HOUSTON—Electric cooperatives have long been the engines of economic growth for the communities they serve, and they have a new chance to play key roles in breathing new life into struggling downtown areas.
“Co-ops have an opportunity to revitalize their communities and energize their membership,” said Lynn Moore, executive director of Touchstone Energy® Cooperatives.
Speaking at NRECA’s recent CONNECT conference, Moore shared details of Touchstone Energy’s Main Street Initiative and Makeover Contest and the upcoming Best in Class & Main Street Summit in Des Moines, Iowa, Aug. 6-8.
“We encourage you to bring your team of experts from your cooperative and your community to attend this great event,” Moore said.
The summit and the makeover contest will focus on planning and executing projects designed to help co-ops stimulate interest in rural business district development. Presenters will look at several redevelopment aspects, including facilities use, marketing, promotion and finance.
Several speakers involved in the August summit also spoke at CONNECT about business retention and expansion, attracting new enterprises and ongoing engagement of long-term residents.
“A community is either growing or it’s not,” said Lorie Vincent, an economic development consultant and founder and president of Acceleration by Design Inc. “That’s why it’s so important to have an economic development plan as part of a community’s overall vision.”
The Austin, Texas-based firm advises clients on strategies for stabilizing and revitalizing business districts, primarily in rural and exurban areas.
“Communities need to have gathering places,” said Vincent, who is a member of Pedernales Electric Cooperative, headquartered in Johnson City, Texas. “We’ve got to have vibrant business districts.”
In addition to jobs, Vincent said, it’s important to ensure that the professional services and basic needs that appeal to young families are locally available.
“Housing, education, broadband and medical services are critical to stabilizing and growing sustainable communities,” said Vincent. “Retail follows rooftops and rooftops follow jobs.”
“You can be a town of 50 people or 50,000, but it takes the right leadership for you to grow,” said creative placemaking advocate Zach Mannheimer of McClure Engineering in Des Moines, who’s hosting the August summit at the Des Moines Social Club.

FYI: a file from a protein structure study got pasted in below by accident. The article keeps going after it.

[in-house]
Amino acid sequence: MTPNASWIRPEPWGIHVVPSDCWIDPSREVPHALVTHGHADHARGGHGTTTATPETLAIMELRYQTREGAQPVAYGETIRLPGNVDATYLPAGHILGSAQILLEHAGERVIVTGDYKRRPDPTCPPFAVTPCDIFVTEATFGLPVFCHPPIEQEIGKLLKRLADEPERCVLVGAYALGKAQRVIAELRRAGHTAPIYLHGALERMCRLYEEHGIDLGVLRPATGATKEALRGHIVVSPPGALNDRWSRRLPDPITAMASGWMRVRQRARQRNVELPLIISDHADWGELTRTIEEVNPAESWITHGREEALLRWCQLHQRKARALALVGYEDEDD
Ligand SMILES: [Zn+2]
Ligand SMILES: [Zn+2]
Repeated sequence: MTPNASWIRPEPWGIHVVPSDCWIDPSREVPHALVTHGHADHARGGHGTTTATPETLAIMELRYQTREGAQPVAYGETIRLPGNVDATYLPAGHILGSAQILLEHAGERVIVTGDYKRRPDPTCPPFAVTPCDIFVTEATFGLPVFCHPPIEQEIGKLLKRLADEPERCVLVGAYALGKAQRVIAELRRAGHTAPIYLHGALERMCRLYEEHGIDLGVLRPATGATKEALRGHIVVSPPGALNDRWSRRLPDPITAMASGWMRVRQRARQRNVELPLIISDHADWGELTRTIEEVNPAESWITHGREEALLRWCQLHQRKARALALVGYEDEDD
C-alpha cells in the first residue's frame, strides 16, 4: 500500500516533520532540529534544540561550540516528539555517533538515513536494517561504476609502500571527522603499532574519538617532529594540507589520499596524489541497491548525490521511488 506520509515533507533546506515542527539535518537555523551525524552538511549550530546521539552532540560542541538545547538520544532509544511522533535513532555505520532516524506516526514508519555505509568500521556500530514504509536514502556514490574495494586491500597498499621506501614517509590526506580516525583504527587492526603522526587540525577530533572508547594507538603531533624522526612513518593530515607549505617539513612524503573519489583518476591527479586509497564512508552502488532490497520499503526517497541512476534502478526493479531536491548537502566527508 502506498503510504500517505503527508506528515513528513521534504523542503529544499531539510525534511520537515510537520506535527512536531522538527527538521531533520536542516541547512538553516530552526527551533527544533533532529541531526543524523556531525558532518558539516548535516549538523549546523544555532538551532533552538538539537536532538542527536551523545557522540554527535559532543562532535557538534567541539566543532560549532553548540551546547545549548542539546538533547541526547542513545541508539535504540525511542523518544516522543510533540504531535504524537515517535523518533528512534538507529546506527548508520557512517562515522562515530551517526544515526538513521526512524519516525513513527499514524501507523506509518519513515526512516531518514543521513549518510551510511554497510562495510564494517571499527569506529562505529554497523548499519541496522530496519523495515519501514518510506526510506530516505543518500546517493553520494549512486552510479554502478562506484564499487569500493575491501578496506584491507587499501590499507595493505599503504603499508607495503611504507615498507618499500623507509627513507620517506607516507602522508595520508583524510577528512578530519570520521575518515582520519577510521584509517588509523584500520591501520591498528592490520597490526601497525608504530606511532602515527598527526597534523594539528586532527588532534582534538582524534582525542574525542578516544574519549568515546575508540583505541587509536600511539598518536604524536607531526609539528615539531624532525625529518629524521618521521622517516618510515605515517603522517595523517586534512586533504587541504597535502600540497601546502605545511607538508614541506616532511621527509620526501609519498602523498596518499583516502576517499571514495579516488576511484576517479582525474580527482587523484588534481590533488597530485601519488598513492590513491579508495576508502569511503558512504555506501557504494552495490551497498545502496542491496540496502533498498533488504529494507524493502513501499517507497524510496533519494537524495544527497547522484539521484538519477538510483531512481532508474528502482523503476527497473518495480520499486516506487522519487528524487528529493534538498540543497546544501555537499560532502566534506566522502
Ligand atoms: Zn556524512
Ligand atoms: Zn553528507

Summit attendees will be encouraged to identify specific goals to inspire community participation.
“People are going to come to rural areas if you give them reasons to be there,” Josh Nowell, co-owner and CEO of Laurel Mercantile Co. in Laurel, Mississippi, told the CONNECT audience.
“Our first project was bringing pride back to our local folks,” said Laurel Mercantile Co. co-owner Mallorie Rasberry, who used branding on social media, signage and an organized series of community events to stimulate interest in downtown revitalization.
Rasberry, who appears on the HGTV series “Home Town” with her husband, Jim, and Josh and Emily Nowell, has worked with the “Home Town” team to purchase and redevelop several buildings in Laurel’s central business district. Much of the work the couples have done is in the service territory of Dixie Electric Power Association, headquartered in Laurel.
“From 2007 through 2016, we had approximately 12 buildings change hands. From 2016 to 2018, we had over 15 buildings change hands,” said Jim Rasberry, noting the stepped-up real estate market activity. “The curve gets pretty drastic, the longer you stay with it.”
For more information on Touchstone Energy’s Main Street Initiative and the Best in Class & Main Street Summit, email Josh McGhee or Lynn Moore or call Touchstone Energy at 703-907-5500.